. These study designs may benefit from a mixed methods approach because racial disparities are related to a combination of known (e.g., genetic, psychosocial, cultural, historical) and other unrecognized factors27
This is the first known report of the application of the new AHA definition of cardiovascular health to a community-based study cohort. The large gaps between the prevalence of ideal cardiovascular health and the AHA's goals were consistently identified in all subgroups evaluated and the significant effect of race on cardiovascular health was independent of sex, robust across different age groups, and persisted after adjustment for socioeconomic status. However, this study has several limitations. First, our population was subject to referral and healthy volunteer biases, which may explain the low prevalence of smoking and an overall high level of education. We did not find differences in cardiovascular health by education level, which should be interpreted in the context of this highly educated population, whose homogeneity in terms of years of education may limit comparisons. Although this may affect the generalizability of our findings, it does not explain the unexpectedly low prevalences of healthy behaviors and factors. Indeed, the prevalences of healthy behaviors and factors may actually be significantly lower in a more general population with lower levels of education. Second, all blood pressure measurements were obtained at a single examination visit, which may be associated with misclassification of blood pressure status as a result of the regression to the mean phenomenon28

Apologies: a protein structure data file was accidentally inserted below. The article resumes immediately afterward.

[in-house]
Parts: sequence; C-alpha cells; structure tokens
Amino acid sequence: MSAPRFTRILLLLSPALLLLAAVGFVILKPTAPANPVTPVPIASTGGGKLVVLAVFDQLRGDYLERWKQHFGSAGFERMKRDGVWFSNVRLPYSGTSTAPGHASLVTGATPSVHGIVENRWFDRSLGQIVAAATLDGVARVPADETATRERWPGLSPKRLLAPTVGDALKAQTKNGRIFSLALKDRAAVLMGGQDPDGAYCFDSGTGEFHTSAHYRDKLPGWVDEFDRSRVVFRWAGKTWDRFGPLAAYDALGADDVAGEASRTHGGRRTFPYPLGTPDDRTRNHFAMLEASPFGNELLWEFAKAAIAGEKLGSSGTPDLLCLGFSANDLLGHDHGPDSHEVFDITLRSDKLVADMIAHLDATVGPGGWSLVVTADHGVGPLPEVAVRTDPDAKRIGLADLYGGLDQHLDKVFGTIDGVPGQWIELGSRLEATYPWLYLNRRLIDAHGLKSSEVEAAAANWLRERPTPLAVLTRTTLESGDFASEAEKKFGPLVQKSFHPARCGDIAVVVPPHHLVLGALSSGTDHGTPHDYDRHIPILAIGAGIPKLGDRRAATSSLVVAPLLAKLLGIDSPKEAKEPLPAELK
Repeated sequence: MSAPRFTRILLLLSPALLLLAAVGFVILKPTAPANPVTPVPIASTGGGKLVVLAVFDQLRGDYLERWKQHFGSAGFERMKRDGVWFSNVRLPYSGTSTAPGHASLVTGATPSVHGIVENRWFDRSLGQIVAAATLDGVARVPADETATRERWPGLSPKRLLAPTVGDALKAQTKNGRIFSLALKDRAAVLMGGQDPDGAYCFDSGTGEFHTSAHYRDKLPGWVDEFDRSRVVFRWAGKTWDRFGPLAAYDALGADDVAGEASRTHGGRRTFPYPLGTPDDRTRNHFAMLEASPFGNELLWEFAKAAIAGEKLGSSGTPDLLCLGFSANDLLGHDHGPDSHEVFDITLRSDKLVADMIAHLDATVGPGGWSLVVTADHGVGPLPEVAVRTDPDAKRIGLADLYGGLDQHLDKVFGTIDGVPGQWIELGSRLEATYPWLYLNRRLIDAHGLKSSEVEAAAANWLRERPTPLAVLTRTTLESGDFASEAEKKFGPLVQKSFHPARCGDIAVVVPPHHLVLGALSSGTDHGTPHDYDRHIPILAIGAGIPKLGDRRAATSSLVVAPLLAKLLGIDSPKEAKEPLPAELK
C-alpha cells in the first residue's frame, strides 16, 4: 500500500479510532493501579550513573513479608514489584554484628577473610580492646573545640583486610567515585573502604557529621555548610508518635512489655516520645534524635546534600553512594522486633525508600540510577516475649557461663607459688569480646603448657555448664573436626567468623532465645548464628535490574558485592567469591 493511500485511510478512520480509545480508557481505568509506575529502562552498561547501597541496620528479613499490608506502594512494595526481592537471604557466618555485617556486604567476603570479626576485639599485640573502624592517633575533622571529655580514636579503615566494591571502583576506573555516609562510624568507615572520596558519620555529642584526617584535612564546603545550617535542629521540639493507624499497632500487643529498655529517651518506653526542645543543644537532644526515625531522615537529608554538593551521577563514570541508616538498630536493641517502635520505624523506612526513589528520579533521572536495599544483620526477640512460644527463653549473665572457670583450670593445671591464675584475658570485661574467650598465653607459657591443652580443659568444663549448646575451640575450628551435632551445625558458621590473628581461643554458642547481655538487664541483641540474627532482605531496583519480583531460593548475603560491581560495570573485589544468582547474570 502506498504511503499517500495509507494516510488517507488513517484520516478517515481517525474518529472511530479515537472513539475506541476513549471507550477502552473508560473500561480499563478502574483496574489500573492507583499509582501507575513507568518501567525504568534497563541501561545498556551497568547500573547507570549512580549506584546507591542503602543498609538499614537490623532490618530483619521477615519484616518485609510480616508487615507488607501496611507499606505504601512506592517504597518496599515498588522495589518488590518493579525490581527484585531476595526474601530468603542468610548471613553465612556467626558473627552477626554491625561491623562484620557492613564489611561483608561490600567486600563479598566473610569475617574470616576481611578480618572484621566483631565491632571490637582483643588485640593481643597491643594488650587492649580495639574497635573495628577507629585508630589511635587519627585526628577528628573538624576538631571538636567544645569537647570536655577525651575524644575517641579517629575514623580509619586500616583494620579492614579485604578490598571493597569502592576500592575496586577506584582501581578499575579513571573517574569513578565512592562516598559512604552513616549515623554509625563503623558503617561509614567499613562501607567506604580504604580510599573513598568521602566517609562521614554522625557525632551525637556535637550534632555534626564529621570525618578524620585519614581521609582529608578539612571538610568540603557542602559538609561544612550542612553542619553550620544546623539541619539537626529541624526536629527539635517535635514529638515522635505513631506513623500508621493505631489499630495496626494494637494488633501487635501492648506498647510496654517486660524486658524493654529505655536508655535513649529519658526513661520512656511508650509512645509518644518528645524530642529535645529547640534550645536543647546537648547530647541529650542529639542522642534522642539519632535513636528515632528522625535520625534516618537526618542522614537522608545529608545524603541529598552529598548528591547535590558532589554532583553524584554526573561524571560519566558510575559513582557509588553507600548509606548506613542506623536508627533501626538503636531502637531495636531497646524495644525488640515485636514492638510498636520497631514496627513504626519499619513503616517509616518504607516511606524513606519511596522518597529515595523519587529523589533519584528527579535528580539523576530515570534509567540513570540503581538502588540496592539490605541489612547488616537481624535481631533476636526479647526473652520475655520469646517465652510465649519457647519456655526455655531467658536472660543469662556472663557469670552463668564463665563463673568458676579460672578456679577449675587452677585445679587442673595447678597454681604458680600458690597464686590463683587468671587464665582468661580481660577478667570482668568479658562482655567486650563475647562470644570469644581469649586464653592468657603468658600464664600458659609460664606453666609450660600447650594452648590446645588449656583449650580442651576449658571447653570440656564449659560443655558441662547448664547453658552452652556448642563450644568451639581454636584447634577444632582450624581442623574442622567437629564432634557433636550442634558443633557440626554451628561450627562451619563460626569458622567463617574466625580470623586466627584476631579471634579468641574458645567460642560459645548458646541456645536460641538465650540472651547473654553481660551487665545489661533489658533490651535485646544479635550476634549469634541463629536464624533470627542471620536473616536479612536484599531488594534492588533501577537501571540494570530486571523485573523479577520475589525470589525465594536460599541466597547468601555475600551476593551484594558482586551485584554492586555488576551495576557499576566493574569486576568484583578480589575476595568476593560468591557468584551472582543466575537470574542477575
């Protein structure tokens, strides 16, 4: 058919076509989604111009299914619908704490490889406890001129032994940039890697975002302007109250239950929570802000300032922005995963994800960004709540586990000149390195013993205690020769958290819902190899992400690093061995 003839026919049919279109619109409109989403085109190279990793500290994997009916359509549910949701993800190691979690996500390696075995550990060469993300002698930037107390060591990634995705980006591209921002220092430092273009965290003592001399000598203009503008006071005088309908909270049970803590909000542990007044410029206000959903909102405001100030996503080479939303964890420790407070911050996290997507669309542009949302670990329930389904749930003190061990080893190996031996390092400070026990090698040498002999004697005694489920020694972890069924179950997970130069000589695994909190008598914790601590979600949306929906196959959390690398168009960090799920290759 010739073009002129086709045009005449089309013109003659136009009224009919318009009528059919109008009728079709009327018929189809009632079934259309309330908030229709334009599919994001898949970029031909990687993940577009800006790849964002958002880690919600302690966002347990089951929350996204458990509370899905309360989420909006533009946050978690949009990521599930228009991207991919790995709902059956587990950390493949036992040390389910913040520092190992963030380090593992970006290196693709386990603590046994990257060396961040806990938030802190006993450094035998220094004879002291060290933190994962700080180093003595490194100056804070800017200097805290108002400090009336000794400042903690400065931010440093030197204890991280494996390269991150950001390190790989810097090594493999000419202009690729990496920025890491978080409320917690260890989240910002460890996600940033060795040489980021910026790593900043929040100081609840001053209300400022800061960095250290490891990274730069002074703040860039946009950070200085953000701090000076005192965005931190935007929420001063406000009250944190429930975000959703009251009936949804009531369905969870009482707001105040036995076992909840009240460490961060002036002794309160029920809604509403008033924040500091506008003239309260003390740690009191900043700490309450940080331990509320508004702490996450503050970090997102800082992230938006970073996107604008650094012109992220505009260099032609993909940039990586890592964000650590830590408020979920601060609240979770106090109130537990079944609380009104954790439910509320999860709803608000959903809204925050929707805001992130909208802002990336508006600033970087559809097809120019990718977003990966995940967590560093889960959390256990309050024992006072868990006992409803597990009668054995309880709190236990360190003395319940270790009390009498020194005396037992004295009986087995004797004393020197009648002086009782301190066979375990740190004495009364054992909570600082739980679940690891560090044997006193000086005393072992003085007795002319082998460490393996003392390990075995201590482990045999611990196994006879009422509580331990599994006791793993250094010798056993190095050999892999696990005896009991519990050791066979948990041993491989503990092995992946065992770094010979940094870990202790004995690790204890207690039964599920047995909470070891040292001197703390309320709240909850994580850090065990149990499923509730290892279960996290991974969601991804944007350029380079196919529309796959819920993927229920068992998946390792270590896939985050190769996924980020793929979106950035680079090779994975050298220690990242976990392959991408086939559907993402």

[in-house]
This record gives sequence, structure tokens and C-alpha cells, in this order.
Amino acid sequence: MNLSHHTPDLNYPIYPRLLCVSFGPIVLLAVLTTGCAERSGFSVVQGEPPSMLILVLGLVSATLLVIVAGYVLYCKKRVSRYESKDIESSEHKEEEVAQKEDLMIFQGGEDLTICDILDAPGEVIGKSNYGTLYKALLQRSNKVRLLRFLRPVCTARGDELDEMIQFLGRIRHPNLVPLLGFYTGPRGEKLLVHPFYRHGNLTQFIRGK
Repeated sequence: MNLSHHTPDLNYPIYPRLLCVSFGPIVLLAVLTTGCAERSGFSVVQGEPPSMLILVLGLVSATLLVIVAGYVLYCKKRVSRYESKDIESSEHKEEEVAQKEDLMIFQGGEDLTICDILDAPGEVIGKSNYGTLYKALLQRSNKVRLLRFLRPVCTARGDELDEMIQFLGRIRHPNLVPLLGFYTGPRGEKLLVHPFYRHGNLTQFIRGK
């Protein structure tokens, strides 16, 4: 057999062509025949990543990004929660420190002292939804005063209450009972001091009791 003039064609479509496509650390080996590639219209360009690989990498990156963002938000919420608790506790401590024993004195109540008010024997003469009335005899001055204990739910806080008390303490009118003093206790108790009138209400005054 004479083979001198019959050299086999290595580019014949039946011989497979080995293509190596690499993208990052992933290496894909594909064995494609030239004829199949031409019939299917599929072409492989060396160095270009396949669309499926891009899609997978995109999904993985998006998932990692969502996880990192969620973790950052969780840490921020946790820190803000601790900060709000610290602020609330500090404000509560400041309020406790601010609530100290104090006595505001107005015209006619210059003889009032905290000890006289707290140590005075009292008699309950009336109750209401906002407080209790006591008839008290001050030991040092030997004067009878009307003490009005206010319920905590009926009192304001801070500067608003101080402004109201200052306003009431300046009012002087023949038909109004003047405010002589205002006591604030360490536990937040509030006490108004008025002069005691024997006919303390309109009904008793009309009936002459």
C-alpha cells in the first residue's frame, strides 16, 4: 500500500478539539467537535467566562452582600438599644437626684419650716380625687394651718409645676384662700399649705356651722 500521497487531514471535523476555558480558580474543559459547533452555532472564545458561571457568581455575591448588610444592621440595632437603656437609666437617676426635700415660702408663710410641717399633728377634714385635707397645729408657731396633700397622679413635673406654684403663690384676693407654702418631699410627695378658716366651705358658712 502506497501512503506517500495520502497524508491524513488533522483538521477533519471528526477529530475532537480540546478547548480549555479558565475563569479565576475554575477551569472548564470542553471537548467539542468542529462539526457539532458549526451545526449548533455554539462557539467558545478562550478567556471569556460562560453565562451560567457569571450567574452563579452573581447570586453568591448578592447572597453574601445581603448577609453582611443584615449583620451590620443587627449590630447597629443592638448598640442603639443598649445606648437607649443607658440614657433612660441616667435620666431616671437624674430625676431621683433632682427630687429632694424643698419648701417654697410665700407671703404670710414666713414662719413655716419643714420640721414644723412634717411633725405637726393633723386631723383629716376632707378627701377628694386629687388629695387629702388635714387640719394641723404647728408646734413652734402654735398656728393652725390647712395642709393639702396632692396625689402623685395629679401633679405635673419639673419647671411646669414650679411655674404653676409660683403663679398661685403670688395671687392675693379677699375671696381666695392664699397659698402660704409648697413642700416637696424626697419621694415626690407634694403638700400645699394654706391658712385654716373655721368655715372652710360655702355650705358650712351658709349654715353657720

. However, even if this resulted in inflated prevalences of the intermediate and poor blood pressure categories in our cohort, a misclassification would not explain the large gap between observed blood pressures and the AHA's blood pressure goal. Additionally, if regression dilution bias is affecting our statistical models, the true effect of race on cardiovascular health is expected to be stronger than that which is reported in this study.
Third, misclassification of nutritional and physical activities may have occurred because the PrimeScreen and the Lipid Research Clinic questionnaires were not designed to evaluate the total amount of nutrients and physical activity, respectively. Therefore, we used approximations of the recommended consumption of fruits and vegetables, as well as the level of physical activity. However, our systematic approach to classification of diet and physical activity should not affect comparisons of health behaviors and factors by race and other relevant socio-demographic variables. Additionally, although other nutritional components recommended by the AHA were not assessed in the current investigation, our use of fruits and vegetables consumption as a proxy of a heart healthy diet is supported by a large body of evidence that indicates that higher consumption of fruits and vegetables correlates with an array of beneficial health effects, including reduction in blood pressure, lower rates of overweight and obesity, and reduction in risks of diabetes, CHD, stroke and certain cancers29